Nick and Stef’s Steakhouse

After living in LA for almost three years now (I moved from NYC), it’s quite odd that, in the hundreds of dinners I’ve eaten out, I’ve somehow never eaten at a Patina Group restaurant. I have, however, grabbed many a milkshake at Milk, which is owned by a former Patina chef, however I’ve managed to miss all such restaurants that fall within the actual Patina organization.

Trying to evaluate logically how such an oversight could have occurred in my restaurant repertoire (or lack there of), I blame it on the overpopulation of Los Angeles. There are too many cars on the road at any given time, and since LA is relatively spaced out, trekking from the West Side to Downtown can be like commuting to another country, especially between the hours of 4 pm to 7 pm. Yuck.

I guess not alllll Patina restaurants are downtown, but the most notable are including Patina, Pinot Bistro, Zucca Ristorante, Kendall’s Brasserie and Bar, and Nick and Stef’s Steakhouse, the latter of which I recently visited.  

I am going to start by saying that I am not the biggest steak restaurant fan. I am more into farmer’s market style dining like Gjelina, and I also love love love homemade pastas from restaurants like Giorgio Baldi, but I am down with a good steak here and there, so at the end of the day, if it’s good food, I am in.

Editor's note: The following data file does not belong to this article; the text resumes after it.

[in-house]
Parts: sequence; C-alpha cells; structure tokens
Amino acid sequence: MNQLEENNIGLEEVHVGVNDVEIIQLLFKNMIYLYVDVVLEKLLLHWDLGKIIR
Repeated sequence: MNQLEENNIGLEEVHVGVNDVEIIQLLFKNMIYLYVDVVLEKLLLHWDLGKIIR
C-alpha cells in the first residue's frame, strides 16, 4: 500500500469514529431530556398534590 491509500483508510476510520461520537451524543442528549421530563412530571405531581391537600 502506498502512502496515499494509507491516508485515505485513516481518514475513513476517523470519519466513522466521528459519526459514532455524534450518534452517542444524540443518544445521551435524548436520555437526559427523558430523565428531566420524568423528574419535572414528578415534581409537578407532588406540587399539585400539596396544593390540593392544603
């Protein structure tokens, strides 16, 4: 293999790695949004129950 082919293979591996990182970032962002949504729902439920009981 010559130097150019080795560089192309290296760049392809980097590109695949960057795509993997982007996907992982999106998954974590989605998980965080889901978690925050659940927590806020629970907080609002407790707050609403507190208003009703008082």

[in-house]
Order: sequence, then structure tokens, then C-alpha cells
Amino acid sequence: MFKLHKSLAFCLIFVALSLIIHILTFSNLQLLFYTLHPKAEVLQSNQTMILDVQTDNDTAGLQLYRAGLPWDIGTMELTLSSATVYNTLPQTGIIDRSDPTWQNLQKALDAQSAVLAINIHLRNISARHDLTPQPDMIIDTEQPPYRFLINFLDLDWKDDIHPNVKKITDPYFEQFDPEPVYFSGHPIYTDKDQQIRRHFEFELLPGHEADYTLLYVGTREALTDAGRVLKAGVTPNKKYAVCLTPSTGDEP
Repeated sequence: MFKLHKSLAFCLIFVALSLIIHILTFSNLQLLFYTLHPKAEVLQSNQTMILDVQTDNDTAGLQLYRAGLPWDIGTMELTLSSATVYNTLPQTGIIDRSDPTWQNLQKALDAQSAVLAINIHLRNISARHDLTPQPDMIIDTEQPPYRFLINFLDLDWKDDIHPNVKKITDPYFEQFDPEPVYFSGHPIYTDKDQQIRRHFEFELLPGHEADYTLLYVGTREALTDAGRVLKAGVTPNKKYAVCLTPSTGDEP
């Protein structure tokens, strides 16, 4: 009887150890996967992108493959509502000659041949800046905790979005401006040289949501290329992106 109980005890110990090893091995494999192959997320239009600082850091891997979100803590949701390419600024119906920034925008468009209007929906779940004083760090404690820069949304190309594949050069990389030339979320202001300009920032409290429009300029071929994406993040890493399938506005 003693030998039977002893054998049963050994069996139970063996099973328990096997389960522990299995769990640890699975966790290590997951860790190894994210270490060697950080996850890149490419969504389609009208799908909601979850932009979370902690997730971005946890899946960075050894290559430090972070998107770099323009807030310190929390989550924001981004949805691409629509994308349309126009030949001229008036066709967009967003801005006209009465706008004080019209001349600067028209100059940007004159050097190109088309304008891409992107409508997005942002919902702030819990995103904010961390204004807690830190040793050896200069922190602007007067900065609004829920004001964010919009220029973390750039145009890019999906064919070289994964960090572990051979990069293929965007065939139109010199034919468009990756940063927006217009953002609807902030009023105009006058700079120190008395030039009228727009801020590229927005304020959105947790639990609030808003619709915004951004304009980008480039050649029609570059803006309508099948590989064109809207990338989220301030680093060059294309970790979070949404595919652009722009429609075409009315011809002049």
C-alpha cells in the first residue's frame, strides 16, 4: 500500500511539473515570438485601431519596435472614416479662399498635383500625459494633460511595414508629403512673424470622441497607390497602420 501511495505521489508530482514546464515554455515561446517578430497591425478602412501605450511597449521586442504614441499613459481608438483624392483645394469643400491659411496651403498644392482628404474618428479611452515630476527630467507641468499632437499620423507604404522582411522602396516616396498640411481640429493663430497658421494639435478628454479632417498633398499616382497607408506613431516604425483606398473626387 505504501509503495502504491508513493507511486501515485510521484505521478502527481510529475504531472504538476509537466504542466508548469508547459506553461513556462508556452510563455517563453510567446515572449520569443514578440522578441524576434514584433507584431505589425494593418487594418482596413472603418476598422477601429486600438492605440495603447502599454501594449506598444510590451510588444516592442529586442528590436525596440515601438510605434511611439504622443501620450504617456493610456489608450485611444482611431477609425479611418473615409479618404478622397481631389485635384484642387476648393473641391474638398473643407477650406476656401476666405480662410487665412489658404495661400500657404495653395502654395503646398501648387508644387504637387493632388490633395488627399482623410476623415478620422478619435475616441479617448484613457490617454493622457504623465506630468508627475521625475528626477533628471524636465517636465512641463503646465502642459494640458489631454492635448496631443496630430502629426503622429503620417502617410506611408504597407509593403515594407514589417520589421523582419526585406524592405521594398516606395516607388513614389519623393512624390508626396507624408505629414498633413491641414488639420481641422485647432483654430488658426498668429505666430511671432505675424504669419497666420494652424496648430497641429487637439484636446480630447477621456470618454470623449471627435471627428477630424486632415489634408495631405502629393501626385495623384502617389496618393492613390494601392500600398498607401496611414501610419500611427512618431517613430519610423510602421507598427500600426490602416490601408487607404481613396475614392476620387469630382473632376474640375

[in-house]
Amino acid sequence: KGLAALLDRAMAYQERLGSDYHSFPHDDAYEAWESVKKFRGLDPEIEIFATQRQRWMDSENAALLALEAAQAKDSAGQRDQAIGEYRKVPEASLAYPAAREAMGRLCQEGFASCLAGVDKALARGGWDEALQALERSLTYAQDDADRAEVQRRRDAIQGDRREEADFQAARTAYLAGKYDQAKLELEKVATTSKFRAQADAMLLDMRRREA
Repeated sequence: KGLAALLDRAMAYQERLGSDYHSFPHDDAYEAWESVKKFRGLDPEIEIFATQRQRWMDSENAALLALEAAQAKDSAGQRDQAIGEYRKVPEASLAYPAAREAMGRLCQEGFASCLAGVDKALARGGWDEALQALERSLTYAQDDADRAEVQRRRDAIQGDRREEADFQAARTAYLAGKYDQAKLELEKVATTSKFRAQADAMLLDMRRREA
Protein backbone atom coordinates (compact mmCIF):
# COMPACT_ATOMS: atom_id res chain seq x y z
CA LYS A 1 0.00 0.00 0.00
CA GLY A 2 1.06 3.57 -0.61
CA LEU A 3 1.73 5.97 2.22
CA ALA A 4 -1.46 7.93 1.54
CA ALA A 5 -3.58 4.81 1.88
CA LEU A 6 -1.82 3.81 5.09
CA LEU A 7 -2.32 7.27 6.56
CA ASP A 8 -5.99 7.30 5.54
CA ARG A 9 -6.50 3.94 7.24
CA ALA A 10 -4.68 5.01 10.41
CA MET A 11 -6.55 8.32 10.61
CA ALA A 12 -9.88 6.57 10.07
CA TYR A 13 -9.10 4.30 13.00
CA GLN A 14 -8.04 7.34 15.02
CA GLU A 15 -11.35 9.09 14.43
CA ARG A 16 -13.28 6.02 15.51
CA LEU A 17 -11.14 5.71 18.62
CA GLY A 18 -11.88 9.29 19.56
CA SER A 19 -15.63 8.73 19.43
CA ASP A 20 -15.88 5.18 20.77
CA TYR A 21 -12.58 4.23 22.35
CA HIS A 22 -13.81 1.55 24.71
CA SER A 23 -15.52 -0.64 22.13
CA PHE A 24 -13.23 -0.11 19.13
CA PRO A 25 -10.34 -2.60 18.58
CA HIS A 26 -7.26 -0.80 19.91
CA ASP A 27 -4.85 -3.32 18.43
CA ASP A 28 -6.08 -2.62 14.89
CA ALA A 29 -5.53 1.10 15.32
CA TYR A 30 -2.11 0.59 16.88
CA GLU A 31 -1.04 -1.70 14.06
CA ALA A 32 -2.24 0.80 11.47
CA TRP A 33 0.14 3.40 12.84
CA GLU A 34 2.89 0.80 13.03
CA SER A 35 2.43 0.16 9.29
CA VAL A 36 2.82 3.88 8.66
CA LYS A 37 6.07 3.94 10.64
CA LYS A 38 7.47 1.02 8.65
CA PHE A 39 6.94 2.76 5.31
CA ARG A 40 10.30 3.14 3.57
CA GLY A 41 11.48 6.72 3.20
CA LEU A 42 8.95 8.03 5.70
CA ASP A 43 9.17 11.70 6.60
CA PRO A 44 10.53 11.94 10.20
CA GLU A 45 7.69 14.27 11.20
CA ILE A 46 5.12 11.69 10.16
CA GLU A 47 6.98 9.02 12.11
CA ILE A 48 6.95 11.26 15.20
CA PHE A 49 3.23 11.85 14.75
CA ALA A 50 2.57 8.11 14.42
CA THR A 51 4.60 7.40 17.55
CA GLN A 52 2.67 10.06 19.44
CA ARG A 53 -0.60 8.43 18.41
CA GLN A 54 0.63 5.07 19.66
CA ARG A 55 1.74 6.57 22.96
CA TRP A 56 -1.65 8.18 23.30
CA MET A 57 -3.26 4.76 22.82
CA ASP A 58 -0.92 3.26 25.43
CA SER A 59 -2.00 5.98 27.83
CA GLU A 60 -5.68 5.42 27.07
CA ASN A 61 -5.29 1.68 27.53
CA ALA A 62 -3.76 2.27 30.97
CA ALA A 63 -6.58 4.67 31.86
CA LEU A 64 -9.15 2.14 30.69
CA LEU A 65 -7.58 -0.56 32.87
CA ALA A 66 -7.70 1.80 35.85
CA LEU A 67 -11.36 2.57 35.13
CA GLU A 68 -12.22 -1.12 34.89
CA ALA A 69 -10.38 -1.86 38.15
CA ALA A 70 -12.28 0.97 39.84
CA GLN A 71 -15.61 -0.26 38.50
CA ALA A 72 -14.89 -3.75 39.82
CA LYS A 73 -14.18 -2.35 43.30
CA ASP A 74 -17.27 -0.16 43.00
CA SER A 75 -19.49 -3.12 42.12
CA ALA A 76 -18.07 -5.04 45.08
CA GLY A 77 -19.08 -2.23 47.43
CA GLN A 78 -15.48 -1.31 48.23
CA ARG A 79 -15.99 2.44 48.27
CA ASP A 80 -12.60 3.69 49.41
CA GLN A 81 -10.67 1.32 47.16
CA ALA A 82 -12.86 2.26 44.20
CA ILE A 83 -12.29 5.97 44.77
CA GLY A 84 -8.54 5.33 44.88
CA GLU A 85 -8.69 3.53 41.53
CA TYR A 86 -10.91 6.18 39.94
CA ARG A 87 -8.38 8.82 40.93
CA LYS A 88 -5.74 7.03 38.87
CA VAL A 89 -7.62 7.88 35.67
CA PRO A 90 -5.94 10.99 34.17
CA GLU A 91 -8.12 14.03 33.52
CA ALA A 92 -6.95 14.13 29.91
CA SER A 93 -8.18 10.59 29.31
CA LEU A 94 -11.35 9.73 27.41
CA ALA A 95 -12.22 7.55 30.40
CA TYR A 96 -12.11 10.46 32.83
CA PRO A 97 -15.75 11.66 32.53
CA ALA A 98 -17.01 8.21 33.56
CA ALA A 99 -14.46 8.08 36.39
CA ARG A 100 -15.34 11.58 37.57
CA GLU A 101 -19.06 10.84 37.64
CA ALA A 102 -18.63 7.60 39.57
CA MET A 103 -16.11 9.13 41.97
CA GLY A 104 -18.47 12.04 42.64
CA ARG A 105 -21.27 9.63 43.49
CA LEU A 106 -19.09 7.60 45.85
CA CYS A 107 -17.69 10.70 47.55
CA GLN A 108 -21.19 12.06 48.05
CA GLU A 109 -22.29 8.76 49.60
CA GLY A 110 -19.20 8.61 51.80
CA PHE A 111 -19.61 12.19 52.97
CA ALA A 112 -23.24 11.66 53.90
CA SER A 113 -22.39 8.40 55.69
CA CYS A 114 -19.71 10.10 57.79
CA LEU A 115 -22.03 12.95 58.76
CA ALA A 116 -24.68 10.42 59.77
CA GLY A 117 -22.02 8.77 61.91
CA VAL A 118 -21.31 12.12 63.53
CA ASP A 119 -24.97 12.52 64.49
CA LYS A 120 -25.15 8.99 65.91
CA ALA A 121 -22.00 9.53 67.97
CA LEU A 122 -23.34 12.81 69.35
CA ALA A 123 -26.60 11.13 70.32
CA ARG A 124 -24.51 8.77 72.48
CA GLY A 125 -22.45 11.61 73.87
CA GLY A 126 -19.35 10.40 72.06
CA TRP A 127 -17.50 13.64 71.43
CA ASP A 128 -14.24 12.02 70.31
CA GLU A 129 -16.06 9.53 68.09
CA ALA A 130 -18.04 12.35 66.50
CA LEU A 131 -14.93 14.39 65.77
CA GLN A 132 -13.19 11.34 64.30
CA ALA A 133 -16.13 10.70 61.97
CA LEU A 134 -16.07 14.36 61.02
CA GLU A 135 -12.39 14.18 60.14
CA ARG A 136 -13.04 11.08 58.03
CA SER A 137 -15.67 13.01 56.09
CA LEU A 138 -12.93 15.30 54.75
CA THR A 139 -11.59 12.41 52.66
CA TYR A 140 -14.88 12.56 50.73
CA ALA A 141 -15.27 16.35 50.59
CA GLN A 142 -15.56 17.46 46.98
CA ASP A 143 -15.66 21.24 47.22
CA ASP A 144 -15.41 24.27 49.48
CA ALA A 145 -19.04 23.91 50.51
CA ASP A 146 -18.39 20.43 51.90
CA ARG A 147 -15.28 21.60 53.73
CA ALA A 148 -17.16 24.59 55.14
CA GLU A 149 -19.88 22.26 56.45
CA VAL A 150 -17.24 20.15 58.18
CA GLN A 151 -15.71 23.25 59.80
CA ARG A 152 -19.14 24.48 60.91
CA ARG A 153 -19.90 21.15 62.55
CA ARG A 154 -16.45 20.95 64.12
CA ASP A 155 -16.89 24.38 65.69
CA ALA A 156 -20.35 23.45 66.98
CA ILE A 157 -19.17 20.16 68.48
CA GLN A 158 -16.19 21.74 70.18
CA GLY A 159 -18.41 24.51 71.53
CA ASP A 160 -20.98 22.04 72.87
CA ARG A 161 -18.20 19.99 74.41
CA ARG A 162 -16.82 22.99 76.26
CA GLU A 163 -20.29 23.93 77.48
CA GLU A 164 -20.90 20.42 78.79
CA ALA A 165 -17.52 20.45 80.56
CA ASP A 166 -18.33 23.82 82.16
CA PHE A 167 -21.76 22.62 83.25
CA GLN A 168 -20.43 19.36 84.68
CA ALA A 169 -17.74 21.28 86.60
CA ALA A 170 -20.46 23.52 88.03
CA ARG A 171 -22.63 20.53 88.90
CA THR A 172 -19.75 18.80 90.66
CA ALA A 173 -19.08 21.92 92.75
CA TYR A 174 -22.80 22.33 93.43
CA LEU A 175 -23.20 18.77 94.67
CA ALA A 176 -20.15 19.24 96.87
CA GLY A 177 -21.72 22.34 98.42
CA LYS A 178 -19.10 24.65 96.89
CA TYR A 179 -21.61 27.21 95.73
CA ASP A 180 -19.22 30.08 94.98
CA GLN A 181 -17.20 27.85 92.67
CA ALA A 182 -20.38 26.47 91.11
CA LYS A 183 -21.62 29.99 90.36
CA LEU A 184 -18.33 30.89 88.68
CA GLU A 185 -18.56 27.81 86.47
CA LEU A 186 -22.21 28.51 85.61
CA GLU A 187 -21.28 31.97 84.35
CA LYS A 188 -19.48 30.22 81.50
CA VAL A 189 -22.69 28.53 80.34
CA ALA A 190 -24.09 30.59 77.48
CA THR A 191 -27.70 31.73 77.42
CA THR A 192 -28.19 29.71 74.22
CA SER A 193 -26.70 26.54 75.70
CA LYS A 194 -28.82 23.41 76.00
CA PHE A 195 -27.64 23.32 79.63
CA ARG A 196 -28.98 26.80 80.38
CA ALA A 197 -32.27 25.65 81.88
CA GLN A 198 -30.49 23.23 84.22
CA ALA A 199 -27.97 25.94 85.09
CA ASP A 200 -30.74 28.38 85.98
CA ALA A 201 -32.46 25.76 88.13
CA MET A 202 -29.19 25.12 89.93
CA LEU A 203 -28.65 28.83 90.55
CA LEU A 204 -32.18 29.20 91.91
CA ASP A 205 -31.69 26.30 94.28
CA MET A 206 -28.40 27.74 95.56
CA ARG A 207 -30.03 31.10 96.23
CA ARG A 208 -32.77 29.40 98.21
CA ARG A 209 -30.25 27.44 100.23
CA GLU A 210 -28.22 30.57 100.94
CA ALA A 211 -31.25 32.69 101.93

Nick and Stef’s reminded me a bit of Craft in Century City because first one needs to park in some huge structure, hop in an elevator, then walk across a short plaza to find the resto. Once inside, NnS’s has a typical steakhouse feel with large comfy leather booths, a long leather banquette, and a large V-shaped bar that extends into the main dining area. The room is defined by clean shades of brown, beige, and cream, which makes it seem both modern (in a steakhouse kind of way) and sterile at the same time.

One of the cool things about NnS’s is that the restaurant dry-ages its own prime and certified-Angus meats. Guests can tour the “aging room” (which is made from glass so one can see right in anyway), which houses $35,000 worth of beef at a time. Depending on the cut, meats are aged for a 28-day period, first encountering a 7-day wet age, followed by a 21-day dry age.

When in Rome, do like the Romans, so I obviously had to go with a steak-related entrée. I also opted to try the restaurant’s new beer pairing (I am hugely into artisanal beers) which is a great deal because for $10 one can try four different rare beers like Mandite, Firestone, and La Fin Du Monde.

I kicked off my meal with a refreshing and tangy tomato carpaccio with capers, frisee, and a hint of cilantro. Considering it’s not tomato season yet, the tomatoes were quite sweet, and their sweetness was nicely balanced with the acidity in the vinagirette and few capers that were appeared on the plate. The acidity and hint of cilantro also balanced perfectly with the yeasty-sweet Leffe blonde that was served alongside.